Who Owns England?
‘A formidable, brave and important book’ Robert Macfarlane
Who owns England?
Behind this simple question lies this country’s oldest and best-kept secret. This is the history of how England’s elite came to own our land, and an inspiring manifesto for how to open up our countryside once more.
This book has been a long time coming. Since 1086, in fact. For centuries, England’s elite have covered up how they got their hands on millions of acres of our land, by constructing walls, burying surveys and more recently, sheltering behind offshore shell companies. But with the dawn of digital mapping and the Freedom of Information Act, it’s becoming increasingly difficult for them to hide.
Trespassing through tightly-guarded country estates, ecologically ravaged grouse moors and empty Mayfair mansions, writer and activist Guy Shrubsole has used these 21st century tools to uncover a wealth of never-before-seen information about the people who own our land, to create the most comprehensive map of land ownership in England that has ever been made public.
From secret military islands to tunnels deep beneath London, Shrubsole unearths truths concealed since the Domesday Book about who is really in charge of this country – at a time when Brexit is meant to be returning sovereignty to the people. Melding history, politics and polemic, he vividly demonstrates how taking control of land ownership is key to tackling everything from the housing crisis to climate change – and even halting the erosion of our very democracy.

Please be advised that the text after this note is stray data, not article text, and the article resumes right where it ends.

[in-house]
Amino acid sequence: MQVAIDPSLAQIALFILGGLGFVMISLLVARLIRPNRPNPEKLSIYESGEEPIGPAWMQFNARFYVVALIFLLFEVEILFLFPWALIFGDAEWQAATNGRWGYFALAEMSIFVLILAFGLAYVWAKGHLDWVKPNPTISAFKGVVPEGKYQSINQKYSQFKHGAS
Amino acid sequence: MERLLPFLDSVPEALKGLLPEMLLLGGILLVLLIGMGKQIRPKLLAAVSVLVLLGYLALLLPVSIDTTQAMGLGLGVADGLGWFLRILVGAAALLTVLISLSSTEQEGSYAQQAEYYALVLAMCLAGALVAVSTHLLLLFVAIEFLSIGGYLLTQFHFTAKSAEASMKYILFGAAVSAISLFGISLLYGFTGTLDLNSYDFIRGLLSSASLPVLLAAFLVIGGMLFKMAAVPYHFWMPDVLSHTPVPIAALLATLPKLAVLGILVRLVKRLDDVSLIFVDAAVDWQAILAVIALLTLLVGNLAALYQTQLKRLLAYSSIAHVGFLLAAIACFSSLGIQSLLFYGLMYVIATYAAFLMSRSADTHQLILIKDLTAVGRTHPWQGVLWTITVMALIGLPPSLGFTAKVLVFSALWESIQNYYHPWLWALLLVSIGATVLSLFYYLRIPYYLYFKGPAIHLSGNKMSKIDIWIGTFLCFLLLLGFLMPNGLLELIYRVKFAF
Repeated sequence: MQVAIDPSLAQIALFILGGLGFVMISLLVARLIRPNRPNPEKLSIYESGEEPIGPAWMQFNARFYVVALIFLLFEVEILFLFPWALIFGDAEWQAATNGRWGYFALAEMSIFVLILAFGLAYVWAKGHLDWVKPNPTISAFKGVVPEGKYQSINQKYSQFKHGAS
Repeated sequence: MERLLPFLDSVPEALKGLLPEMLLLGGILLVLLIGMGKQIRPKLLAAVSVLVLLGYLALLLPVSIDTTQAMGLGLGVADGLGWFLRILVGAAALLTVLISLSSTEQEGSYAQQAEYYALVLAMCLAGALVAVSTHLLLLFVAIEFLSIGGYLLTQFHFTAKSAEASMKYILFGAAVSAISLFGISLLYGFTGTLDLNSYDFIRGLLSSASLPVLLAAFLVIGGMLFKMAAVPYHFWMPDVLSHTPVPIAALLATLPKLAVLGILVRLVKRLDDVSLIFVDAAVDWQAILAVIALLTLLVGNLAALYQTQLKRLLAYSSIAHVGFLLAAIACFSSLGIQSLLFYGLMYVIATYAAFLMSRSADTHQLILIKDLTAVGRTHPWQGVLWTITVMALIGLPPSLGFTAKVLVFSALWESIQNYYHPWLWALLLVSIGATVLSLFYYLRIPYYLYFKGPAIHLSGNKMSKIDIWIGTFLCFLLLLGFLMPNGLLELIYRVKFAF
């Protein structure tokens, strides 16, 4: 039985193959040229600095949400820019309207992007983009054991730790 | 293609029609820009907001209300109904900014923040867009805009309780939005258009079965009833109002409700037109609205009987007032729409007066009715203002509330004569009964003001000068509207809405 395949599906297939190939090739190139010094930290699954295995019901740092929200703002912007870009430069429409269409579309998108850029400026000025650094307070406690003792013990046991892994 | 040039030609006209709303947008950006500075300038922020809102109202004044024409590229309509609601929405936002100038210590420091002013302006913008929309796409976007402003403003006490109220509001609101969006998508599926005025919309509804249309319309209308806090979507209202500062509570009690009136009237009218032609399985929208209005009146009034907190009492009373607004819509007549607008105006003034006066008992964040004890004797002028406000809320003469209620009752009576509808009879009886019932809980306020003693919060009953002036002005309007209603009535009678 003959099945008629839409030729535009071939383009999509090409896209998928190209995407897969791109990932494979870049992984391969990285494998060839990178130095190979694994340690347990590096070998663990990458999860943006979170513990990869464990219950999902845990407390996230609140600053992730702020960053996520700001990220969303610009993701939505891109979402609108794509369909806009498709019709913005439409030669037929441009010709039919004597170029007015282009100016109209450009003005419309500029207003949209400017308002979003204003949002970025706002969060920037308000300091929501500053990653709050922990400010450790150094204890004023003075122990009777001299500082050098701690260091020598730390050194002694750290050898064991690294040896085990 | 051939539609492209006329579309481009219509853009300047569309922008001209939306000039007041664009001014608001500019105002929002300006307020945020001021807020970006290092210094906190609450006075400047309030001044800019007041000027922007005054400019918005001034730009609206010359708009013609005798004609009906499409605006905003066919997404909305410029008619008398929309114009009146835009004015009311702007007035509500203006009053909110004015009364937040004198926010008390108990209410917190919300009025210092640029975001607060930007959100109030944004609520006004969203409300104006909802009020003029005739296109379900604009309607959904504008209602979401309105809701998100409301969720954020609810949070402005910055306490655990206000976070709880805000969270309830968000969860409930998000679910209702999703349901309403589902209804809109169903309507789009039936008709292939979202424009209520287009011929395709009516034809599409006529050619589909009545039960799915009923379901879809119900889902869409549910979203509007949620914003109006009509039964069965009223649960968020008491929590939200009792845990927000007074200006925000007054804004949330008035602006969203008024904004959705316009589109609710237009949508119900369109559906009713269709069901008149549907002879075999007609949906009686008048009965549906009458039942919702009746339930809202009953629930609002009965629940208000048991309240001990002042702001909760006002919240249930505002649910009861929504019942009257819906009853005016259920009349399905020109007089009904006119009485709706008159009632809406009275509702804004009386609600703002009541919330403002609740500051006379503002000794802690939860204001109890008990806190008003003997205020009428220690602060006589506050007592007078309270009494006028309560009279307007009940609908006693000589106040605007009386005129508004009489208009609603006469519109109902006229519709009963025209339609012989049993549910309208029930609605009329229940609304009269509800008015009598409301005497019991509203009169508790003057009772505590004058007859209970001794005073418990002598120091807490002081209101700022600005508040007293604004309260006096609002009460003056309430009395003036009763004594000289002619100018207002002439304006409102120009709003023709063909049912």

It’s time to expose the truth about who owns England – and finally take back our green and pleasant land.
'A formidable, brave and important book' Robert Macfarlane 'Potentially one of the most important books of the year' Chris Packham 'This is going to be a great book, crucial for anyone who seeks to understand this country' George Monbiot 'An irrefutable and long overdue call for the enfranchisement of the landless' Marion Shoard, author of This Land is Our Land 'The question posed by the title of this crucial book has, for nearly a thousand years, been one that as a nation we have mostly been too cowed or too polite to ask. There has, as a result, been some serious journalistic legwork in Shrubsole's endeavour. Shrubsole ends his fine inquiry into these issues with a 10-point prospectus as to how this millennium-long problem might be brought up to date, and how our land could be made to work productively and healthily for us all' Observer, Book of the Week 'Both detective story and historical investigation, Shrubsole's book is a passionately argued polemic which offers radical, innovative but also practical proposals for transforming how the people of England use and protect the land that they depend on - land which should be "a common treasury for all"' Guardian 'Painstakingly researched ... having come to the end of this illuminating and well-argued book it's hard not to feel that it's time for a revolution in the way we manage this green and pleasant land' Melissa Harrison, New Statesman 'There is an enormous amount to admire' Times Literary Supplement 'Shrubsole is an entertaining guide to the history of landownership' Literary Review
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